Here’s how you can help those affected by the California wildfires

Army Guard Soldiers to See Tuition Assistance Program Changes

ARLINGTON, Va., July 6, 2018 — Changes to the Army National Guard’s Tuition Assistance Program are set to go into effect Aug. 5, allowing Army Guard members immediate access to benefits after they complete basic and advanced individual training.

“Previously, until this policy change, soldiers had to complete AIT and then, when they came back to their units, they had to wait a year before they could use the education benefits,” said Ken Hardy, chief of the Army Guard’s education services branch. “Soldiers will now come home [from AIT] and they can immediately use their benefits.”

Also eliminated in the coming changes is the requirement to complete 10 years of service to use Tuition Assistance to pursue a master’s degree, Hardy said, adding that those benefits will now be tied to completion of professional military education requirements.

“Now it’s tied to professional development and a particular level of school that enlisted, officers and warrant officers have to complete,” he said.

For enlisted soldiers, the Advanced Leaders Course must be completed, while officers need to complete the Captains Career Course. Warrant officers must complete the Warrant Officers Advanced Course to be eligible.

However, Hardy noted, the military education requirements come into play only if the Army Guard member used Tuition Assistance to complete his or her bachelor’s degree. “If a soldier never used TA, the [professional development] requirements don’t apply,” he said.

The military education requirement holds true if Tuition Assistance was used for even a part of earning an undergraduate degree, Hardy explained. “So, if you used it just one time and then, say, you got a scholarship from somewhere else, you’re locked in to having to complete one of those military education courses to use it for a master’s degree,” he said, stressing that only one of those military course requirements must be met.

“If I was enlisted previously and completed ALC and then, for example, took a direct commission, but I haven’t yet completed the Captains Career Course, I’m still good,” he said. “Those benefits can still be used. Only one of those courses needs to be completed.”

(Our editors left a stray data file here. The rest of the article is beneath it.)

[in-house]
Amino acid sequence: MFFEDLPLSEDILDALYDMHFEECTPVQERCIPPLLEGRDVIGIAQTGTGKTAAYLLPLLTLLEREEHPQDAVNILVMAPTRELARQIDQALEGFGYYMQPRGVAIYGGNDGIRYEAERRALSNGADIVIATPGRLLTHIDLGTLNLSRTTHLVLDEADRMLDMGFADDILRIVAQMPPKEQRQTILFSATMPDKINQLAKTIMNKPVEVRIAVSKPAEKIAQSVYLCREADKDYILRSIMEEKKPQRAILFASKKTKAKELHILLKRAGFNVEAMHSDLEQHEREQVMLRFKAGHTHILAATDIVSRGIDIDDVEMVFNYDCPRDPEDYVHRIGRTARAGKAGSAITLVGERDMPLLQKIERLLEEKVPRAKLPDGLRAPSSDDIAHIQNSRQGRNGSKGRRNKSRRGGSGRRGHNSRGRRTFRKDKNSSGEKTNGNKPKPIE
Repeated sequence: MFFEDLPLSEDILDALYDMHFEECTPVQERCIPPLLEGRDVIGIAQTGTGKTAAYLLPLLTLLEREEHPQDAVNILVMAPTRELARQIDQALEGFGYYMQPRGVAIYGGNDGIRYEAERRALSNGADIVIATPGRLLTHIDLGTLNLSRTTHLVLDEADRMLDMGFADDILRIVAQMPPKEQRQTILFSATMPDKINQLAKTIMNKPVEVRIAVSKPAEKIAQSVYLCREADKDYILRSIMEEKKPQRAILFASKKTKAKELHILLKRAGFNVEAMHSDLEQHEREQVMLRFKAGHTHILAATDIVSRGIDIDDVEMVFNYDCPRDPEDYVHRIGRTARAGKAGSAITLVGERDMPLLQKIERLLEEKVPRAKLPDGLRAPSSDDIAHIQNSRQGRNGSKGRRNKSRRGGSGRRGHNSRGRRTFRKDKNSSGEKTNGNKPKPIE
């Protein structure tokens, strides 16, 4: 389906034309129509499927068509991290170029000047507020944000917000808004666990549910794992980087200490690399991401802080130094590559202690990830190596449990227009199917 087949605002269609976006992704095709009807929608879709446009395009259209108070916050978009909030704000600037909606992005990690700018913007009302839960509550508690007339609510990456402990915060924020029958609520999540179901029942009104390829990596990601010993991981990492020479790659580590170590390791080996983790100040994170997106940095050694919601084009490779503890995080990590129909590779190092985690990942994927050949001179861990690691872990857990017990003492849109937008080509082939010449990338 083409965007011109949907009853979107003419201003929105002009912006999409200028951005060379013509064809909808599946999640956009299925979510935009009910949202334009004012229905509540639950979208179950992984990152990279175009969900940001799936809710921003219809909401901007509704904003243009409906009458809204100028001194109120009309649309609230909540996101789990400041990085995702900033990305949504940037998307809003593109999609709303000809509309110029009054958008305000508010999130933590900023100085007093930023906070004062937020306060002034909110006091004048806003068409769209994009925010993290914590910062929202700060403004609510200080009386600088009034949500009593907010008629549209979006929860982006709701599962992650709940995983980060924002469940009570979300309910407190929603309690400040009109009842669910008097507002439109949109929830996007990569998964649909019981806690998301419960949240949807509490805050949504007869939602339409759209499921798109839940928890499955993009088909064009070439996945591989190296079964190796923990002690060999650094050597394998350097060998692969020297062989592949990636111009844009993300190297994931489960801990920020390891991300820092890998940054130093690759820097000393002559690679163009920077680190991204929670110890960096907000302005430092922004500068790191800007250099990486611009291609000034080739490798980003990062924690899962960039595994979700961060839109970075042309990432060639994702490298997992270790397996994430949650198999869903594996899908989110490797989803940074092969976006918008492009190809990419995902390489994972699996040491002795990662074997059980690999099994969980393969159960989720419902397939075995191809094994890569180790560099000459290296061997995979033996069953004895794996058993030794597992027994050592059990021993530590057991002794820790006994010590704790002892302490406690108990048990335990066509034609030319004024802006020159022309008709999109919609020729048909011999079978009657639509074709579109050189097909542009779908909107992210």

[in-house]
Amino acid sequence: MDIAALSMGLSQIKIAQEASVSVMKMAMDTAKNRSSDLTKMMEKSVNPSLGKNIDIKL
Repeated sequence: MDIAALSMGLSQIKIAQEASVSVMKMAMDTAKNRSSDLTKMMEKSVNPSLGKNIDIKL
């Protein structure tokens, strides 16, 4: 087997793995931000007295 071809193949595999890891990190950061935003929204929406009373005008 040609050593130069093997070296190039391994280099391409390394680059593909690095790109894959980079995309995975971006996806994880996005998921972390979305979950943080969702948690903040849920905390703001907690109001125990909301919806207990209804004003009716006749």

Reason for Requirement

The military education requirement was put in place to ensure soldiers are on track in their military careers while pursuing greater education opportunities, Hardy said, adding that exception-to-policy letters may be available for some soldiers who haven’t met those requirements for reasons outside their control. “You have some soldiers who have put in for school and it’s a three-year wait for an open seat,” he said.

Those exception-to-policy letters are still in the works, however.

“We’re going to let it ride and see what kind of feedback we’re getting from soldiers and how many are in that situation,” Hardy said. “We’ve got to see how big of an issue it is first. If it’s really a big problem, we may look at writing a policy to allow it, and if it’s a small problem, at least allowing some exceptions to policy for these unique cases.”

Regardless of whether Tuition Assistance is used for an undergraduate or graduate degree, soldiers are still limited to 16 credit hours per year, Hardy said, though that limit may be expanded in the future. “That’s our next thing we want to look at and see if we can change the 16-credit-hour cap,” he added.

Guard soldiers should check with their unit education officer on available benefits, Hardy said, adding that individual states may offer tuition assistance plans of their own that fill those gaps or provide other benefits. Those unit education officers also can provide greater details of the Aug. 5 changes.

The coming changes will ensure soldiers have easier access to education opportunities and the benefits they’ve earned. “The biggest benefit [to the soldier] is easier access,” Hardy said. “It’s always good to have as much access to your benefits as you can possibly have, with few restrictions.”

 

Source: National Guard Bureau